Newsletter Issue 10

Towards a Real Time Experience
Antonio Santos

When we took the decision of moving to the Unreal Engine instead of using Unity, one of the best aspects that we took advantage of was the Unreal Editor. Within it we could make the demo of the simulation without the need of programming code, so we could start seeing how our work would look since the beginning. During the simulation we could trigger events like the materials moving on the bucket of the MTL or the stones being carried by it. Now using code programmed in UnrealScript, we can start playing with the simulation and see results in real time, having full control on the simulation.

We still need to keep working in this direction, but this week we managed to see the berms forming around the MTL while it moves in real time. Even though in the demo we are using right now to test it we cannot see the MTL yet, the mechanics of the berms showing up will work once we have the 3D model of the MTL inside our application.

Achieving Goals
Matt Champer

This week our team achieved the goal of completing a rough simulation for our soft presentations. The current completed simulation involves the MTL running through the slot. The MTL hits a mound of dirt, which is an indicator for where an operator can dig, and then a series of triggered events happen in which material builds up; demonstrating a proof of concept.

The full range of visuals involved are flying dust particles, berm buildup on the sides of the slot, 3D physics particles moving about and a 3D mesh that scales up on the Z axis in the bucket of the MTL. Our next step is to fully integrate the MTL as a dynamically controlled vehicle and to brainstorm ways to bring this simulation from a scripted series of events to a fully dynamic system.

Polishing Our Way to the Finish Line
Samantha Collier

We are coming to the end of our semester. During this time we will be focusing mostly on finishing any new features, documentation and ,of course, lots of polishing. Different members of the team have been working to get different aspects of the simulation they have been working on individually merged into one. Myself, I have been focusing more on polishing different art assets. One of thing I worked on earlier this week were animations for the MTL but now I have moved on to making new textures for the spillage simulation so that we can have a few different material simulations to keep from. Along with polishing already existing assets, I will be making new assets to help polish the simulation. What I am doing is making rocks with bones and animation to possibly replace the particle rocks in the current animation. These rocks will be spawned into the bucket when actively digging or gradating dirt. What we hope is that we can get the same look of the simulated rock but with less cost to the engine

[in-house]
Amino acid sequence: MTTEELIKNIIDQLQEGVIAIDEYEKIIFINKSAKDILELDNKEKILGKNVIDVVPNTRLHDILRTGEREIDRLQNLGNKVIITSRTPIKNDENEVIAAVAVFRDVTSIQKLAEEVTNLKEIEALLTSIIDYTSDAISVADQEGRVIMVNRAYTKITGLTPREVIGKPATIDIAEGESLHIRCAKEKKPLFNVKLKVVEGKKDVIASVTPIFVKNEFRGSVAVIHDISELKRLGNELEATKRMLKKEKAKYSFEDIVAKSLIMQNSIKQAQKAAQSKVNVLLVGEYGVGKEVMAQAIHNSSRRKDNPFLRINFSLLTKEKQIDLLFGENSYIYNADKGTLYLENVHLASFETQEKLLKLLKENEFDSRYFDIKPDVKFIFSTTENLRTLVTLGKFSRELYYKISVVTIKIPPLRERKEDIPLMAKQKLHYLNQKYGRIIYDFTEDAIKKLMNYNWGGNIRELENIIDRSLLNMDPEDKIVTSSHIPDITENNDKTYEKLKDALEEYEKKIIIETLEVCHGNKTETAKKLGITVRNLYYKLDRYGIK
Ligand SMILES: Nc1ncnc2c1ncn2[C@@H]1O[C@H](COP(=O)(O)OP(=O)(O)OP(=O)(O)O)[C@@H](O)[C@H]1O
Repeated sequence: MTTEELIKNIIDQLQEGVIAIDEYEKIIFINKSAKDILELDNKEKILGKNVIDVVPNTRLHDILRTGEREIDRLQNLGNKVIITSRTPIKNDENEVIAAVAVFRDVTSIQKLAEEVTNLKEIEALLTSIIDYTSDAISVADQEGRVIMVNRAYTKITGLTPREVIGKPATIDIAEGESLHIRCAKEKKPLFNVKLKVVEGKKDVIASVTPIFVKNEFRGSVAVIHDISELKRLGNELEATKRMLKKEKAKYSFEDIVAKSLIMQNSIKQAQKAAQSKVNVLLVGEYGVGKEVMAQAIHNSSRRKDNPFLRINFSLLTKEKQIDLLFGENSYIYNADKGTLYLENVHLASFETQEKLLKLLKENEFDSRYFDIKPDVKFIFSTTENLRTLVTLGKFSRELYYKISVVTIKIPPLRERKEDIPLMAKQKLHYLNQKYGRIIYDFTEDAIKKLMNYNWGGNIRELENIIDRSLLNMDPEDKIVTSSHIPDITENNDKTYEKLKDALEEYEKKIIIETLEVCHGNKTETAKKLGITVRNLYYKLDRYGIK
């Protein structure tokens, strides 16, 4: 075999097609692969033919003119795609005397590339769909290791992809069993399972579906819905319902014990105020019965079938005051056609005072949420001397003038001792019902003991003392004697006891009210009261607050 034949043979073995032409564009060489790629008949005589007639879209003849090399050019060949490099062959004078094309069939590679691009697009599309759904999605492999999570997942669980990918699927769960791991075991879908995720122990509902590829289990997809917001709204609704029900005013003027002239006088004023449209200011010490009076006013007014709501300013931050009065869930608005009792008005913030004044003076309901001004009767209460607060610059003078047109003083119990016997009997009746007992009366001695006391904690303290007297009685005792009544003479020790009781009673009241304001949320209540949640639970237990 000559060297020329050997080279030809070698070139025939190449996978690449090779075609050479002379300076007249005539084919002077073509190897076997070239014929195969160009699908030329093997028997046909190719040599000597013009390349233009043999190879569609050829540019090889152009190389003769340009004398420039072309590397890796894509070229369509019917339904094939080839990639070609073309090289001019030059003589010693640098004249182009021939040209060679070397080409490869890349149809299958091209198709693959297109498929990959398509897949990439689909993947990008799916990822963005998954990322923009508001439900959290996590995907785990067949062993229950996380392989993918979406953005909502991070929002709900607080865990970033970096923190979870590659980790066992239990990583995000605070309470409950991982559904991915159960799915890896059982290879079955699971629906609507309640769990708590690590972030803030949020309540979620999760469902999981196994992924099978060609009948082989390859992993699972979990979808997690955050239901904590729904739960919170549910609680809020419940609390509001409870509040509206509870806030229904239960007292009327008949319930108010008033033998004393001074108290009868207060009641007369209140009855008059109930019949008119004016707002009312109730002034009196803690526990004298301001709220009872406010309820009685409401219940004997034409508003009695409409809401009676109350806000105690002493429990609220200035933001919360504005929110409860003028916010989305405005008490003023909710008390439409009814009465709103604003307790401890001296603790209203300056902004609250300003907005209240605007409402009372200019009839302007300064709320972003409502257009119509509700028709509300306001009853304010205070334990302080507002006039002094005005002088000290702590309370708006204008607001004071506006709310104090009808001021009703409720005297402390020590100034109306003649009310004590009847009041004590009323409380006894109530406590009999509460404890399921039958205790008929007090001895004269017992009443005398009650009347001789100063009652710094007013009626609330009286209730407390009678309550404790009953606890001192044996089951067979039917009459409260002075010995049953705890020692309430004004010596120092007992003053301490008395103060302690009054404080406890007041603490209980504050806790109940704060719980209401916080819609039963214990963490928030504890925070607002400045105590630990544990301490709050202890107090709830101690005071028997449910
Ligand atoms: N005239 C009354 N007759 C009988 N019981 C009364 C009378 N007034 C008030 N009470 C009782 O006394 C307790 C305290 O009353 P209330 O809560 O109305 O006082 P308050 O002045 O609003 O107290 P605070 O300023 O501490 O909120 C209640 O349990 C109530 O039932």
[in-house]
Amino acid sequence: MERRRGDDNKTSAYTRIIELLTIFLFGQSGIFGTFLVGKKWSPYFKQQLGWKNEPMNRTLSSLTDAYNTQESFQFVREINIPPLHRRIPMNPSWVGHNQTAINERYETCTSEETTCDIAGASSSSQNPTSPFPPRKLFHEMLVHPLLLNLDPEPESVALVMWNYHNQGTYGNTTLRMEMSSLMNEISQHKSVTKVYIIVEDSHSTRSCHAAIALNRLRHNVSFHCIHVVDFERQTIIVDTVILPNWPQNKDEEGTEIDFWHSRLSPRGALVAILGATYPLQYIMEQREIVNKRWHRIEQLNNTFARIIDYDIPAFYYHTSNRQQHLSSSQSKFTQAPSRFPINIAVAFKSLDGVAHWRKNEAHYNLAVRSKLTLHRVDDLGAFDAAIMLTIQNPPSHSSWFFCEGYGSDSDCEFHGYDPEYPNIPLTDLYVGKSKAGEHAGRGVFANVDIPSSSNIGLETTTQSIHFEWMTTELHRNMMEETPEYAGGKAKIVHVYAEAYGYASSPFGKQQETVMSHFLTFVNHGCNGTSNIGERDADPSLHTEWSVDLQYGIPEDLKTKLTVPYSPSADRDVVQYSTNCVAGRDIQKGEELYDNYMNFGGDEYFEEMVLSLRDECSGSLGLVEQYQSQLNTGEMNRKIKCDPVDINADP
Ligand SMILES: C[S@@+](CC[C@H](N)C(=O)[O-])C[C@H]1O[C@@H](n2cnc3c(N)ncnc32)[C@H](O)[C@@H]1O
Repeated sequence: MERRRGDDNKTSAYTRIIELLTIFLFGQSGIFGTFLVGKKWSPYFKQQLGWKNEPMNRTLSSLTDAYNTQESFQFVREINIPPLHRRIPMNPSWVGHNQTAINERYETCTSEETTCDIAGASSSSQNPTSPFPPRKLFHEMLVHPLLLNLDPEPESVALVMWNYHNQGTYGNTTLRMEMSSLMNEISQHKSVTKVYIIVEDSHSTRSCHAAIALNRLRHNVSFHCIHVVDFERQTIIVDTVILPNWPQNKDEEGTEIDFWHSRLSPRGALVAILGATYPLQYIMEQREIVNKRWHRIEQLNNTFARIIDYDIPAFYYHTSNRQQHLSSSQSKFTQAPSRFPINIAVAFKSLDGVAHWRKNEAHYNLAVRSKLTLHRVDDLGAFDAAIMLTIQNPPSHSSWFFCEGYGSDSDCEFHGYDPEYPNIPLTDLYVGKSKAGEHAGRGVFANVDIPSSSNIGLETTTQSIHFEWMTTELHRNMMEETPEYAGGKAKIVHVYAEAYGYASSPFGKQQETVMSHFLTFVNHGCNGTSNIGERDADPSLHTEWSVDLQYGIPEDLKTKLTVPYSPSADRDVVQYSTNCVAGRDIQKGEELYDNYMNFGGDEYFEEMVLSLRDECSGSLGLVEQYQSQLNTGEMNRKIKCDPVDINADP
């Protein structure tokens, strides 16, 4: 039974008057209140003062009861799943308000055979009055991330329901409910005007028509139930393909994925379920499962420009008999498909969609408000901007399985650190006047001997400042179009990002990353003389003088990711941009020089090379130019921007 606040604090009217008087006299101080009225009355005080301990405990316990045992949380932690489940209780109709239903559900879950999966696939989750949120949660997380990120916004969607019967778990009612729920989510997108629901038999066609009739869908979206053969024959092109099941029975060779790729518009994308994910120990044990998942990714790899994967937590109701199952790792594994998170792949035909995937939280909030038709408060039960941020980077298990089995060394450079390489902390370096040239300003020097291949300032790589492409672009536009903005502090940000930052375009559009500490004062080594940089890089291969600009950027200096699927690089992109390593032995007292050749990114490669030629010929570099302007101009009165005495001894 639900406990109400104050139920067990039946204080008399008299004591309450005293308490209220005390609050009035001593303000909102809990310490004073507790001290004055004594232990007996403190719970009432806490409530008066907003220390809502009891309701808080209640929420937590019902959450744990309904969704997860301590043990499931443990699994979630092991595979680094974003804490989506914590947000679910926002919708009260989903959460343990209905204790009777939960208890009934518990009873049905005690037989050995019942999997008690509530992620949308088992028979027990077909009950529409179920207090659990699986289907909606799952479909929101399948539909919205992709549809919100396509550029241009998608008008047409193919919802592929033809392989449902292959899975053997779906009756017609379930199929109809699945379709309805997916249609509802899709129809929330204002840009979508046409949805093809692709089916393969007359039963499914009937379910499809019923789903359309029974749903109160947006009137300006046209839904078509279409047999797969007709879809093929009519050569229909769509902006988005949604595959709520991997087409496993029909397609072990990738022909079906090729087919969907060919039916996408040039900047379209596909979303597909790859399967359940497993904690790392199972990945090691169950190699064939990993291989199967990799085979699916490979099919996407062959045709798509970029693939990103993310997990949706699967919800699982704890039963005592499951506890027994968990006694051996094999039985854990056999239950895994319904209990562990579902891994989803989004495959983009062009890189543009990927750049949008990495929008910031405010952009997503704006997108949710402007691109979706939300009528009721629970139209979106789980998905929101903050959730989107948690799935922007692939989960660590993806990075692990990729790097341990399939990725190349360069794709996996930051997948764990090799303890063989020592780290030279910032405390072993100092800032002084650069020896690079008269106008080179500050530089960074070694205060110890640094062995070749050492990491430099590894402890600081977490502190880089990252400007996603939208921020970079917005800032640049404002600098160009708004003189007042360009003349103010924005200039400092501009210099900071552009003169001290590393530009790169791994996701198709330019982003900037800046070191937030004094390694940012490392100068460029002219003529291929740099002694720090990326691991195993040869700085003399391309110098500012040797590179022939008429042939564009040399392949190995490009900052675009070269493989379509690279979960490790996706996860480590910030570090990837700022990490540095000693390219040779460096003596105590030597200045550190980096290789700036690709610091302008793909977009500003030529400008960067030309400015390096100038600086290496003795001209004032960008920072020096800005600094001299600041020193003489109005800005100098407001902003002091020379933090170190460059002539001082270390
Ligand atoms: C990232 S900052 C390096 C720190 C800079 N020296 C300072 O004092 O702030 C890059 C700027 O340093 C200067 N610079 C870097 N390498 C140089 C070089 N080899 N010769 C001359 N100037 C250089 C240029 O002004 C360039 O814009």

Realism & Updating Documentation
Sean Brice

To further the realism level of our product, I implemented more rigging elements for the MTL, specifically to move the “teeth” of the treads. This rig had to be simple for rapid animation purposes and importing into Unreal, but still be powerful enough to provide a realistic feel. With this new addition, I had to add in a segment about how I implemented it.

With this new rig, I had to make some new animations that contained all of the rig’s elements. These animations will help to serve as a proof of concept and a visual guide for the real-time implementation.

The Process of Implementation
Fuming Guo

To build an MTL is not an easy job. Although UDK shares the same coordinate system with 3D Max, it has some tiny differences. Last week, Sean and I worked on building a correct mesh of the MTL so that it could be correctly displayed and interact in our application.

At the very beginning, the MTL fell down from the several meters high and collided with the terrain in a very
strange way. We first thought it might be the problem with the collision boxes, but we could not worked it out according to this. Then, Sean suggested that it might be the problem with the coordinate system. We used the mesh from the web tutorial (which works fine in that tutorial) and it does work fine, so we concluded that it must be the coordinate problem.

Also, the tutorial said ways of solving the problem using Maya and 3DS Max, 3DS Max is harder. We tried many times. Lastly, we could make the MTL collide with the terrain correctly but only a problem which is there is a bias in the Z axis between the mesh and the collision body. After hours of checking the parameters in both Vehicle_MTL scripts and UDK editor, we solved this problem.

I have also been working on building a animation tree in UDK editor, the function of animtree is to play animations according to the logic set up by the designer. An animtree for a vehicle could help it respond and play the right animation according to the circumstances affecting the vehicle.

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